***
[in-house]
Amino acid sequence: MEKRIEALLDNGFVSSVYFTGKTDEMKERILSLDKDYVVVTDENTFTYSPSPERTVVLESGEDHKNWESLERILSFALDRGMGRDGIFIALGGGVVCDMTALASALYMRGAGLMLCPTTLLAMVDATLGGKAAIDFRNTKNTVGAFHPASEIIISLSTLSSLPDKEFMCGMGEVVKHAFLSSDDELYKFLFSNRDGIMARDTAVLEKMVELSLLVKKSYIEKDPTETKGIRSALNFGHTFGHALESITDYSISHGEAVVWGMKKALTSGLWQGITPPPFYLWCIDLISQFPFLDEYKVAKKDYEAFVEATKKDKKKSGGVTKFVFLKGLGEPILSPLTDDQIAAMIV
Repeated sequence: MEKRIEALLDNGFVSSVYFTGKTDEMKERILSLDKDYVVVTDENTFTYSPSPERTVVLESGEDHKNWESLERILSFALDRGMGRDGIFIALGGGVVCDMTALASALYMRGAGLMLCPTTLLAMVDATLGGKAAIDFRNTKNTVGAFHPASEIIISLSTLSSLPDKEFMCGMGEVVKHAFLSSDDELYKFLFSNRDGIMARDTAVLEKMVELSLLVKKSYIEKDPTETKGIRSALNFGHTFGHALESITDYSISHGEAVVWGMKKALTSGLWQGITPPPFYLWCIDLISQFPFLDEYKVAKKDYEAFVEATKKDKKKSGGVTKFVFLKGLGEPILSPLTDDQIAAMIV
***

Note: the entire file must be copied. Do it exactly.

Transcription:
[in-house]
Amino acid sequence: MEKRIEALLDNGFVSSVYFTGKTDEMKERILSLDKDYVVVTDENTFTYSPSPERTVVLESGEDHKNWESLERILSFALDRGMGRDGIFIALGGGVVCDMTALASALYMRGAGLMLCPTTLLAMVDATLGGKAAIDFRNTKNTVGAFHPASEIIISLSTLSSLPDKEFMCGMGEVVKHAFLSSDDELYKFLFSNRDGIMARDTAVLEKMVELSLLVKKSYIEKDPTETKGIRSALNFGHTFGHALESITDYSISHGEAVVWGMKKALTSGLWQGITPPPFYLWCIDLISQFPFLDEYKVAKKDYEAFVEATKKDKKKSGGVTKFVFLKGLGEPILSPLTDDQIAAMIV
Repeated sequence: MEKRIEALLDNGFVSSVYFTGKTDEMKERILSLDKDYVVVTDENTFTYSPSPERTVVLESGEDHKNWESLERILSFALDRGMGRDGIFIALGGGVVCDMTALASALYMRGAGLMLCPTTLLAMVDATLGGKAAIDFRNTKNTVGAFHPASEIIISLSTLSSLPDKEFMCGMGEVVKHAFLSSDDELYKFLFSNRDGIMARDTAVLEKMVELSLLVKKSYIEKDPTETKGIRSALNFGHTFGHALESITDYSISHGEAVVWGMKKALTSGLWQGITPPPFYLWCIDLISQFPFLDEYKVAKKDYEAFVEATKKDKKKSGGVTKFVFLKGLGEPILSPLTDDQIAAMIV